Painted Snipe and much more

To: "Birding Aus" <>
Subject: Painted Snipe and much more
From: "Bill Jolly" <>
Date: Sun, 14 Oct 2001 20:26:18 +1000
Last Sunday I said "What a great day", this Sunday, it's "What a great
week!" I've been able to get out for a bit of birding most days since my
last posting, with a resulting list of  206 species around Abberton and the
Lockyer Valley generally for the week, including -

The Painted Snipe flock at Seven Mile Lagoon. I've been back a few times
now, and there are still 19 or 20 birds around, sometimes gathered together
in a compact group, sometimes broken into two or more groups (families?)
maybe 100 metres apart. The full plumaged female count remains at four;

A huge Black Falcon harassing Black Kites;

Australian Spotted Crake in three locations, as well as Baillon's and

Curlew Sandpiper, Red-necked Stint, Sharp-tailed Sandpiper and Marsh
Sandpiper at Lake Dyer;

Tawny Frogmouths on the nest at two locations;

Little Bronze-cuckoo daily at Abberton;

Two Channel-billed Cuckoos have discovered the mulberry tree on the creek
bank opposite the house. Once it is in full fruit, they'll be back there in

White-throated Nightjar and Owlet Nightjar on a property adjacent to Mt

Noisy Pitta in the same place, as well as at Ravensbourne NP;

Crested Shrike-tits in two locations;

Black-faced Monarch, Spectacled Monarch, Leaden and Restless Flycatchers are
all back on the Toowoomba Range escarpment, all singing and courting;
Ground Cuckoo-shrike nesting, also present at three other locations;

White-breasted Woodswallows around the valley, Masked Woodswallows and
White-browed Woodswallows in flocks (with a few White-breasted thrown in),
occasional Dusky Woodswallows and one Black-faced Woodswallow in a tree at

Paradise Riflebirds at Ravensbourne. Also up at the Bunyas (not in the
Lockyer Valley, but just a day-trip from here);

The Plum-headed Finch roost at Abberton continues, with up to three hundred
birds arriving some evenings. They drop into nearby trees and shrubs in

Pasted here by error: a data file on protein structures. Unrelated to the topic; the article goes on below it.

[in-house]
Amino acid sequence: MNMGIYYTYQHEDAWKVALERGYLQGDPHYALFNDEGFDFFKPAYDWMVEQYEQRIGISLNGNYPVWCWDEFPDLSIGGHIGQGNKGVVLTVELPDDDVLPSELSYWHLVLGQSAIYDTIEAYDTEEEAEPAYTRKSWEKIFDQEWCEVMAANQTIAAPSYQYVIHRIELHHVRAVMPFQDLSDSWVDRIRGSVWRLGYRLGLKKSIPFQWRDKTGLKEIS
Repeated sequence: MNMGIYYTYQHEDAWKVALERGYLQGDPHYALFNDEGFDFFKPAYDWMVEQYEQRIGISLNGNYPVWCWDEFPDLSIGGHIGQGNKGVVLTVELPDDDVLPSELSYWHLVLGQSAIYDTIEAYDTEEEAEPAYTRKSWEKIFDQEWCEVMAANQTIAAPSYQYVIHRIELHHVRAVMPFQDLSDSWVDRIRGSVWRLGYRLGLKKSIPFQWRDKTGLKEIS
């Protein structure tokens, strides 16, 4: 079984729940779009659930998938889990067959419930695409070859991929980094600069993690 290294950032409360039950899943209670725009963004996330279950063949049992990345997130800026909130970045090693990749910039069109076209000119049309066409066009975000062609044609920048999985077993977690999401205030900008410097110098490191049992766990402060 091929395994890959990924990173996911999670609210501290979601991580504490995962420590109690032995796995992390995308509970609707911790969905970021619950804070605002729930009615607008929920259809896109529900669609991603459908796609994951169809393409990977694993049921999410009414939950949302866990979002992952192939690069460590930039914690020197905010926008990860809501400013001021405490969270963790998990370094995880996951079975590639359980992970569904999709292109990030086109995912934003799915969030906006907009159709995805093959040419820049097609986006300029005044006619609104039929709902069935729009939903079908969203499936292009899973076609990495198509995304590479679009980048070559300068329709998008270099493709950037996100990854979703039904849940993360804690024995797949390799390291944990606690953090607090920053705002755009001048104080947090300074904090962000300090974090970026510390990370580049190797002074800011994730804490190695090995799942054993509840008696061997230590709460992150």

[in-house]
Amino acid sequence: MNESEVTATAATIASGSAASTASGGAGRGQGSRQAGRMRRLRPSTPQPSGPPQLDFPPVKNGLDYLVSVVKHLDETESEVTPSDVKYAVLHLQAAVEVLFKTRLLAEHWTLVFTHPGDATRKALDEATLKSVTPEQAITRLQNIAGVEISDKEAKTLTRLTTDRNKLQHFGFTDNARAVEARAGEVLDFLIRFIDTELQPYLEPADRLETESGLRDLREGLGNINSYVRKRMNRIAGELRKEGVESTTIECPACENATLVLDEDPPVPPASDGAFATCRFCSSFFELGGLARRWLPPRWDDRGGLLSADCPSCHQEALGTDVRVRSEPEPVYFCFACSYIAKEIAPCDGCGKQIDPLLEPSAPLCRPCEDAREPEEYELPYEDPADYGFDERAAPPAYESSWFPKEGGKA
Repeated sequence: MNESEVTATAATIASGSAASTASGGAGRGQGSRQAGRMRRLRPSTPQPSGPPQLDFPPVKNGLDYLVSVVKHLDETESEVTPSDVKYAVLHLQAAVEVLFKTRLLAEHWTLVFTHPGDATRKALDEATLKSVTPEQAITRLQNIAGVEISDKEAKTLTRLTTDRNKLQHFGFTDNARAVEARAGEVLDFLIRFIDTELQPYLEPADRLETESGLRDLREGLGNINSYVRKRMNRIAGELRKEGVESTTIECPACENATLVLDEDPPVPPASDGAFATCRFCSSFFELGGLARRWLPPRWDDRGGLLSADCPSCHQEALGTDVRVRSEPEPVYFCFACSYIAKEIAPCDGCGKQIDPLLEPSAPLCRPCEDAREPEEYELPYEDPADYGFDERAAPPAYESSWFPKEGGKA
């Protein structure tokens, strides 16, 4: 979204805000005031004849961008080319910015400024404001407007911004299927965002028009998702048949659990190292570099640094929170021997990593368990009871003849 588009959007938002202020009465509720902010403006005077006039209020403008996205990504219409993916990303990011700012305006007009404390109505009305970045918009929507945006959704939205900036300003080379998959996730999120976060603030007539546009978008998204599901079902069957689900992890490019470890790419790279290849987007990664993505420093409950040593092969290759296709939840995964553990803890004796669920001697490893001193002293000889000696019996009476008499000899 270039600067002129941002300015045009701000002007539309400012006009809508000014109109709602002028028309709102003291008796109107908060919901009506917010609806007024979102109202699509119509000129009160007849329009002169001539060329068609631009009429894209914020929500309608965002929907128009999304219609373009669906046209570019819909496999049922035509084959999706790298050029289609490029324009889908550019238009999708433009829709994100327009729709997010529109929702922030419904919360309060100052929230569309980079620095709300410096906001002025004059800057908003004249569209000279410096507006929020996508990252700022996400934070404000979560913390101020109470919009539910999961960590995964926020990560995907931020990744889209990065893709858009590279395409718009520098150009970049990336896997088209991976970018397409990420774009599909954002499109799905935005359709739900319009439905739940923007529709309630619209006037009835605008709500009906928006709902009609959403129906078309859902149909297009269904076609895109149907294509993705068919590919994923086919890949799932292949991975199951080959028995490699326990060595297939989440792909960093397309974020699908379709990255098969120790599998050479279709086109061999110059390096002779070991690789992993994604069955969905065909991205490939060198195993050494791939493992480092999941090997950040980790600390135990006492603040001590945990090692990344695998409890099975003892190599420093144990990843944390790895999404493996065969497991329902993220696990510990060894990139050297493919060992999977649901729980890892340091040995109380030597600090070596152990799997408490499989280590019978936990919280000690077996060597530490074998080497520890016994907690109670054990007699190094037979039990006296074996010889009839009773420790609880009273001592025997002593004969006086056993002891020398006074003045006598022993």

groups of twenty or forty or so, chattering all the while, then pose against
the late-afternoon sky, before climbing up again into the air to drop
finally into the communal comfort of a solitary patch of cane-grass which
has developed close to the creek-bank, presumably from a flood-deposited
remnant that I really should have got rid of as soon as I saw it. Still, my
tardiness has led to this current exciting afternoon ritual of the
plumheads - in the same way that leaving the native tobaccos that most
gardeners pull out has allowed bowerbirds, King-parrots and Brown Cuckoo
doves to feast on the clumps of yellow berries that it produces.

Russet-tailed Thrush at Ravensbourne, Bassian at the Bunyas;

And, the Bush Stone-curlew who has been hanging out with Masked Lapwings in
Toowoomba's light-industrial west for maybe a year now.

Light rain here yesterday evening seemed to bring out the frogs and mammals
around the house. At one time from the verandah, we were watching an echidna
who was engrossed in removed some grub or other from deep under the lawn -
the scars are clearly there this-morning, while a Northern Brown Bandicoot
scuffled around not far away, and a Brush-tailed Possum watched from a low
branch of an adjacent tree with a juvenile clinging to her back.

Bill Jolly

Lockyer Valley, Queensland.

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